4.00: Ascot: Group 1 Champions Stakes, 1m 2f
It’s all about Baaeed. Unbeaten in ten career starts, he comes here after that massive performance in the Juddmonte International Stakes. He’s very much expected to win in style this afternoon.
Retirement beckons afterwards, and surely the smartest fillies are waiting for him in the breeding shed next year. That’s for then. It’s a bid for racing greatness here and now.
In truth, though, I have been somewhat reserved in getting overly excited about what Baaeed had done until he demolished a strong field at York in August.
The reason a simple one: I hold topspeed close to my heart as a KPI if it comes to judging race horses. Prior to the Juddmonte, Baaeed’s career-best of 106 was quite good, but far from brilliant – especially given the comparisons to the true greats of the recent past, like his sire Sea The Stars, or Frankel.
Even my beloved Paco Boy achieved much better; yet, I as the most enthusiastic Paco Boy fan in the world, have to admit, he was not one of the greatest the sport had ever seen.
Roll on the 17th August 2022: Juddomonte International Stakes – Baaeed eases into the lead, effortless, floating over the ground, majestically; he quickens in impressive style and slaughters a labouring Mishriff by 6½ lengths.
Nearly as important as the margin of victory: Baaeed achieved a topspeed rating of 124. Finally a superb performance on this measure as well.
Any concerns over the trip were convincingly put to bed. Connections decided against moving up to the Arc distance subsequently, though. Probably a wise decision in hindsight.
Baaeed – a perfect 10 out of 10 – is impossible to oppose today….. or is he? Most likely, I am clearly in the minority: I still question whether he deserves to be called a “true great”. In my view: not yet.
It’s possibly harsh to say he has to prove himself today. Yet, in my eyes he’s got to prove his greatness: a performance similar to York, and I am going to be fully on board.
That says, he faces two real dangers today: the ground and a fresh Adayar.
Softish ground isn’t a big deal, given Baaeed has won in these conditions in the past. However, he never faced a rival as classy as Adayar in these conditions. I firmly believe Baaeed can’t quite produce the same change of gear on this type of ground.
Baaeed is vulnerable: he produced a 94 best topspeed rating on ground when the word soft appeared in the going description. It’s likely he’s a better horse today than the last time he encountered softish ground; nonetheless, it’s a question mark.
That brings me to Adayar. The only serious opposition today. We haven’t seen much of last years Derby and King George hero. You have to worry about his disrupted year.
On the other hand, it gives him the opportunity to arrive fresh, without a hard season in his legs, after a solid, if unspectacular comeback run at Doncaster last month.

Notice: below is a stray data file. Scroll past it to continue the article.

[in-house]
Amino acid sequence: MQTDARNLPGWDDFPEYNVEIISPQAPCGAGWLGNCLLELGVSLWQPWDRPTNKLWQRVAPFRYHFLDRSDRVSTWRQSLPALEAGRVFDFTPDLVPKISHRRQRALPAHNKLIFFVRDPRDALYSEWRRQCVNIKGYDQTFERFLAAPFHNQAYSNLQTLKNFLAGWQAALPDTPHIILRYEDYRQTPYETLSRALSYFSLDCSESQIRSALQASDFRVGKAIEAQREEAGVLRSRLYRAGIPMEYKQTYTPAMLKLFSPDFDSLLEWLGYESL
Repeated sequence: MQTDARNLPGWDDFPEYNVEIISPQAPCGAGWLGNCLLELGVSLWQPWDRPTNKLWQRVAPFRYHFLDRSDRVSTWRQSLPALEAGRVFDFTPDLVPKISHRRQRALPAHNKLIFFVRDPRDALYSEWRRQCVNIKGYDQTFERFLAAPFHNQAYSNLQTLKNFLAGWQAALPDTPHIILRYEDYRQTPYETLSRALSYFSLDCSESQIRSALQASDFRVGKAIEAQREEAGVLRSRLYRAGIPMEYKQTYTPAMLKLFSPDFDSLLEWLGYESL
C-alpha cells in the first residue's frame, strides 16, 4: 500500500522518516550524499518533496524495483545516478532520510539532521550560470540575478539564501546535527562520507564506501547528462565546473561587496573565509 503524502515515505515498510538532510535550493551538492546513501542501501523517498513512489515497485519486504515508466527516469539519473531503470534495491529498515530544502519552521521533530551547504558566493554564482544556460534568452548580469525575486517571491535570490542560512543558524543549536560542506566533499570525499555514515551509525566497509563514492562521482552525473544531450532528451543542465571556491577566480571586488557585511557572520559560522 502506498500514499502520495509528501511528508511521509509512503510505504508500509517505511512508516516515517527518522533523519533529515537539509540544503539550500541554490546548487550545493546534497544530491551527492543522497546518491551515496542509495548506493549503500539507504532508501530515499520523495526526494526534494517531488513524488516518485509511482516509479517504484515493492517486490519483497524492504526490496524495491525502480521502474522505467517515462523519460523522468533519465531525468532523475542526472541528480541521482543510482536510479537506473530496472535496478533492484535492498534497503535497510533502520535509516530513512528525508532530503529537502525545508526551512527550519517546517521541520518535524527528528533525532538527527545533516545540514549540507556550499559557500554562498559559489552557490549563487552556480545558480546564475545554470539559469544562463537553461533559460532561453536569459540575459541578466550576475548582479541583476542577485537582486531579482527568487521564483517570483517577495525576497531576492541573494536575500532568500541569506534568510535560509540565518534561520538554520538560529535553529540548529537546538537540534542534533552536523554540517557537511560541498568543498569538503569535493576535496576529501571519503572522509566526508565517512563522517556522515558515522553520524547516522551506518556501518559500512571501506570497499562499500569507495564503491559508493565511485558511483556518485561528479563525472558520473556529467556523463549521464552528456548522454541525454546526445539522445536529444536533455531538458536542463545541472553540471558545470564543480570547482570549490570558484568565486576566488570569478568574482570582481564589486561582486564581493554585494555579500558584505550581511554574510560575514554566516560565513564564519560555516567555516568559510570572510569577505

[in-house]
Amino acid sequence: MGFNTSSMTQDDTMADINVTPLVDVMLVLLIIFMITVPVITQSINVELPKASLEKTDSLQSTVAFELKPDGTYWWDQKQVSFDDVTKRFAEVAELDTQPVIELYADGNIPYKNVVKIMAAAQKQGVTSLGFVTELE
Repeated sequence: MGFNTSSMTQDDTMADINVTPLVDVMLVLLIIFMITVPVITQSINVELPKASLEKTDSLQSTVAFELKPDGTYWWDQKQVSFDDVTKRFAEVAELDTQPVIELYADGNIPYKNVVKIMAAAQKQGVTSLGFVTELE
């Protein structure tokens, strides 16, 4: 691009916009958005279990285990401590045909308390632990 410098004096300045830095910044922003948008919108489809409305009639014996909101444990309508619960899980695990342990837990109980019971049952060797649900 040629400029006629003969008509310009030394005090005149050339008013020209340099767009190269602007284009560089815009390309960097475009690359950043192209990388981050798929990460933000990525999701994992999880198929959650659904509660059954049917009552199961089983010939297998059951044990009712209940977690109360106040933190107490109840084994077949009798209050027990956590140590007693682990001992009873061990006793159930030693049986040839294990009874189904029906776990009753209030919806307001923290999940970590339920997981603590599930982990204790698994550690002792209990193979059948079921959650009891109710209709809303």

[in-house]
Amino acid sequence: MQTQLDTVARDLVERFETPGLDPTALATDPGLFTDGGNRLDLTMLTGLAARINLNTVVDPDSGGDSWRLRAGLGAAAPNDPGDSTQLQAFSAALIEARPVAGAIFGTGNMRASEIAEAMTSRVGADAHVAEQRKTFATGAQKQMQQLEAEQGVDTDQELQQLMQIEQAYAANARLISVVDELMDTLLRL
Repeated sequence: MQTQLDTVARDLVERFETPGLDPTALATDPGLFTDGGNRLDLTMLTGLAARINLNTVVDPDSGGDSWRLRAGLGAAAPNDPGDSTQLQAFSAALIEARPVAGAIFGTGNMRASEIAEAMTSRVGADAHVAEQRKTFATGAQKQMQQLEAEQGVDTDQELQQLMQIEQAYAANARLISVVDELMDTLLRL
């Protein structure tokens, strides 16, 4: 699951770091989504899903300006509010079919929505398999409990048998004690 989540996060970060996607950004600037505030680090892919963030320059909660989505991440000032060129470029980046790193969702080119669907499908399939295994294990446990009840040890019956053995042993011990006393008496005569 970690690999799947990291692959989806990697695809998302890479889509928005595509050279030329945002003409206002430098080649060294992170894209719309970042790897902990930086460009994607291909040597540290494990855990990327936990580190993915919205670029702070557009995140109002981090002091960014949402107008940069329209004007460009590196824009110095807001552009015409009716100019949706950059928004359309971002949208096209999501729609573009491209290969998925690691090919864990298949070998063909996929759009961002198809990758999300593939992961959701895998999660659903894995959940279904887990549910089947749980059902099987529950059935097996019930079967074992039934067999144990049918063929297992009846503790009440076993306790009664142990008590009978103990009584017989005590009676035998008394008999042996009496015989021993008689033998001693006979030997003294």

If – and it’s a proper if – Adayar is anywhere near as good as he was last season, then he’ll be a formidable danger to Baaeed. Because let’s remember, he produced his two best performances with cut in the ground in the Derby, and subsequently here at Ascot in the King George, then on fast ground. This versatility could be key.
He ran a huge race in the Arc toward the end of last season; one can forgive a subsequent poor run in the Champions Stakes. The drop to 10 furlongs is another question mark I have. On the other hand, given the softish ground, it could prove ideal, especially if William Buick is bold enough to kick on once the field turns for home. Adayar isn’t slow, and one thing is for sure: he will stay all the way to the line.
Tactically it’s going to be intriguing: what’s Crowley’s game plan? From the #1 draw, he may get boxed in, if he doesn’t move forward right away. I doubt he wants to be too aggressive early on, though. That’s a clear danger, especially if the ground takes something out of Baaeed’s turn of foot.
At the given prices, I simply can’t ignore Adayar. I have question marks. But I have them over Baaeed as well. He’ still by far the likeliest winner, mind. And the fan in me wants him to bow out in style. Yet, the punter in me says a fit and happy Adayar has a better than 10% chance to win a third career Group 1 this afternoon.
A shoutout for Royal Champion: a huge price, one who I feel could outrun this price tag (can be backed at 160s on Exchanges). I was hugely impressed with his recent Ayr run. One to keep an eye on for the future, in any case.
10pts win – Adayar @ 9/1
3.50 Catterick: Class 4 Handicap, 6f
Perhaps it’s the end of the road for veteran Dark Shot after a number of recent below par performances; however, he was earlier this season still running to low 70 ratings, with a really strong run only back in July at Goodwood, when a neck beaten runner-up.
He was rated 69 and ran to topspeed 67 that day – a seasonal best on that measure, although it was especially his Doncaster 4th place finish a few weeks earlier that caught my eye.
He couldn’t back up those runs the last three times, but two came at Southwell on the All-Weather. He weakened badly in all three races, though. A worry.
But: Dark Shot won this very same race 12 months ago. He’s on a lower mark, will enjoy the return to soft ground and has a solid draw to attack the race from.
10pts win – Dark Shot @ 15.5